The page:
There were a few patients with such severe spinal cord injuries that all the team could do was surgically repair the wounds or stabilize the spine.  It was heartbreaking to know these individuals had little or no family to offer support, no income to return for follow-up treatment and no means of transportation to return for help. The hospital does not provide meals for the patients so family members or friends wait outside in the heat, humidity or rain in order to feed their loved ones. There are no real waiting room facilities so many spend hours or days sitting on metal chairs and sleeping on the ground to be close to the patients and help care for them. Our team often made extra dinner in the evenings and took the leftovers to those waiting outside.

small boy is standing and smiling up at the cameraThe happiest story that came out of our 2018 mission was treating a 5-year-old boy with tuberculosis. His lungs were a mess and the disease had eroded several of his lower thoracic and upper lumbar vertebra. When he was brought into the operating room he was so scared, and our team of nurses and surgeons were amazing at calming him and explaining what was going to happen.

Surgery was undertaken to stabilize his spine. A trunk body cast was fashioned with whatever casting material the team could scavenge to give extra support to the metal implants that were placed in his weakened bone. He was started on antibiotics for the tuberculosis.  

His surgery was a resounding success.

Dr. Singh has been able to keep in contact with his aunt who texts us pictures and videos. He is dancing again.

The two nurses on our team, Helen Hughes and Shayna Lawrence, set up the OR room each morning and cleaned after each operation, monitored the equipment supply and assisted the hospital staff both pre- and post-op. It was evident their warm smiles and calm demeanor put the patients at ease and garnered the respect and confidence of the hospital nursing staff. 

Brad l’Heureux, our Medtronics rep (Medtronics supplied the surgical equipment on loan) was at every operation to ensure the appropriate equipment was sterile, organized and functioning. We were so fortunate to have Dr. Mauricio Giraldo on our team as the anesthetist. He was so calm and thorough under pressure and he kept us laughing with his wonderful sense of humor. 

Doctors and nurses stretch their legs on the roof of the hospital with a rolling hillside and sunset in the backgroundThe sunsets in Port-au-Prince are quite amazing. The roof-top of the hospital was a quiet place to unwind, soak up the heat and the sunset, stretch, do some yoga or just gaze out over this incredible country. You could see kids and locals a stone’s throw away in their homes or walking the streets below. You could see the hillside dotted with huts, and avocado and mango trees and some high-rise buildings.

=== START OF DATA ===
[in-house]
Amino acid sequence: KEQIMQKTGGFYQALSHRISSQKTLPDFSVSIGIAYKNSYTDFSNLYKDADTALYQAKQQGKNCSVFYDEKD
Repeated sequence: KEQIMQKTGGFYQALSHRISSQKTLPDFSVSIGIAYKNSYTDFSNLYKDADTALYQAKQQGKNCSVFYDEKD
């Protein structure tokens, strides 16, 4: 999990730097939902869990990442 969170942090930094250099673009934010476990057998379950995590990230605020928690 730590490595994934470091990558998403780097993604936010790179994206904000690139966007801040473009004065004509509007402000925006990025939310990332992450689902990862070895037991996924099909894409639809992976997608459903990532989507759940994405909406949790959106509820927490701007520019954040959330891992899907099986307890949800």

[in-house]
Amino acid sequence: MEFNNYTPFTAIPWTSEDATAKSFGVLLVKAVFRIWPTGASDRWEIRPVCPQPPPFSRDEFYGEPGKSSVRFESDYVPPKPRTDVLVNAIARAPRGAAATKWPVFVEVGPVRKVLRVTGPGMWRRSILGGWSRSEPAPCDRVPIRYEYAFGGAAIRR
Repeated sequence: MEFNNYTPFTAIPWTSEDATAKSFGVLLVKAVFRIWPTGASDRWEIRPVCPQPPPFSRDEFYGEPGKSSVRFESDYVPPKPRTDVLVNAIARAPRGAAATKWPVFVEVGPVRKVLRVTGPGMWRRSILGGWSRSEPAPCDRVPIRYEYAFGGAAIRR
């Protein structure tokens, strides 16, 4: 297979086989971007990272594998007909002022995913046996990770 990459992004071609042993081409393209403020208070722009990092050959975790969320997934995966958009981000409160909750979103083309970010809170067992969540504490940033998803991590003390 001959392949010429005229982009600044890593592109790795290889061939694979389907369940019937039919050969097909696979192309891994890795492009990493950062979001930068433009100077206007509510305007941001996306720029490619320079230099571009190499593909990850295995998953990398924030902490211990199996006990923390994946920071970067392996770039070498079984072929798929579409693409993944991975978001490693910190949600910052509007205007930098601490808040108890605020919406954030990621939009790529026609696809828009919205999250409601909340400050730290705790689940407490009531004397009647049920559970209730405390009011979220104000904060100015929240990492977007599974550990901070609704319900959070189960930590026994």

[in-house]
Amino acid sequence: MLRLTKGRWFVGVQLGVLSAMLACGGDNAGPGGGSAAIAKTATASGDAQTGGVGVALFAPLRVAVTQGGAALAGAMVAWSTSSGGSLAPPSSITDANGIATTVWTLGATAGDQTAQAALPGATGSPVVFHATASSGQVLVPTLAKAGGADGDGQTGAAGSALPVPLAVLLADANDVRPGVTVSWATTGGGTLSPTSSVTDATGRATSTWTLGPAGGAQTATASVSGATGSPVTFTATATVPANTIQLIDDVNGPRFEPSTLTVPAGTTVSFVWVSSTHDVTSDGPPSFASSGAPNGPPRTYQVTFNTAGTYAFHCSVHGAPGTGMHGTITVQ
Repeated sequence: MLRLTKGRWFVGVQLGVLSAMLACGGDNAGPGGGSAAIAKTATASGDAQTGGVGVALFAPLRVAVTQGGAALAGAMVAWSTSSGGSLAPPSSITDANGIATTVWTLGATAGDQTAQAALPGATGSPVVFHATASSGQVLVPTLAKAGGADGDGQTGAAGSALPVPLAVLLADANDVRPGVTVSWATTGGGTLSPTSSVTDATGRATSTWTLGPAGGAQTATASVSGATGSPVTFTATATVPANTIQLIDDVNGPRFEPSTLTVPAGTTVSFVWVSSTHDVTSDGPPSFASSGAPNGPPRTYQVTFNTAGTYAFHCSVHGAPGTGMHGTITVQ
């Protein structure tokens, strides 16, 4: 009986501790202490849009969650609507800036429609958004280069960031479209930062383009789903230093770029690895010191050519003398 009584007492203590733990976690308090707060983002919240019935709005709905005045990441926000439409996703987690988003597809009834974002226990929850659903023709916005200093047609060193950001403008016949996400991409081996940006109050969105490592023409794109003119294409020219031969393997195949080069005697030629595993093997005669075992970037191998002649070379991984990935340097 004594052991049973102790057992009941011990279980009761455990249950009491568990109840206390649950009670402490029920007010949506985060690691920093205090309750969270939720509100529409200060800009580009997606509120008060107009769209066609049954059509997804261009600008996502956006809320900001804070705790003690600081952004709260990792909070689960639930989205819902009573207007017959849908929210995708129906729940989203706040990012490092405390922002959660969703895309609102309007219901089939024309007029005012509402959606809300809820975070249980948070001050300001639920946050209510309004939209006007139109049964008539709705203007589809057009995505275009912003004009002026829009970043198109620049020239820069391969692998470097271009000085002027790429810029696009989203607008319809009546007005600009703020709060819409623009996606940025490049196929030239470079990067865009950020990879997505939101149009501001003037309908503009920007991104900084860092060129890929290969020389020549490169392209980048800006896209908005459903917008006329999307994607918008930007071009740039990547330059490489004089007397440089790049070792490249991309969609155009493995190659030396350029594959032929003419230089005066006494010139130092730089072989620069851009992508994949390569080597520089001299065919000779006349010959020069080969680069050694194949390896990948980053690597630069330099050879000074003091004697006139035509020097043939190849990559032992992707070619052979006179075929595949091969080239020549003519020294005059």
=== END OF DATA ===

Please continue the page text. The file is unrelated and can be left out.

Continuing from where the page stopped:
On the roof we realized that good things happen in small steps through persistent efforts by ordinary people. 


London Spine Team Broken Earth (TBE) in Haiti (Surgeons - Dr. Parham Rasoulinejad, Dr. Fawaz Siddiqi, Dr. Supriya Singh, Anesthetist - Dr. Mauricio Giraldo, OR nurses - Helen Hughes, Shayna Lawrence, Medtronics reps - Brad l’Heureux (2018) John O’Hara (2019) and Team Lead - Dr. Marjorie Johnson

The London Spine Team is planning to return to Port-au-Prince.  Our mission in October 2019 had to be postponed due to the current unrest in Haiti. The latest report from TBE states that, “…the news is not getting any better.  Upcoming missions have been postponed due to the volatile situation on the ground in Haiti. There have been more riots and subsequent loss of life. Schools have been closed as well as the general hospital, which has caused significant pressure at Bernard Mevs.”  Team London hopes to return the end of January 2020 but that will depend on how safe it is to travel.  In the meantime, our surgeons are in contact with the hospital in Haiti and are giving any advice and support they can from across the continent to the staff and prospective patients.  If we aren’t able to return to Haiti, we may find ourselves in one of the other countries with whom TBE has ties, but our hearts are with those in Haiti.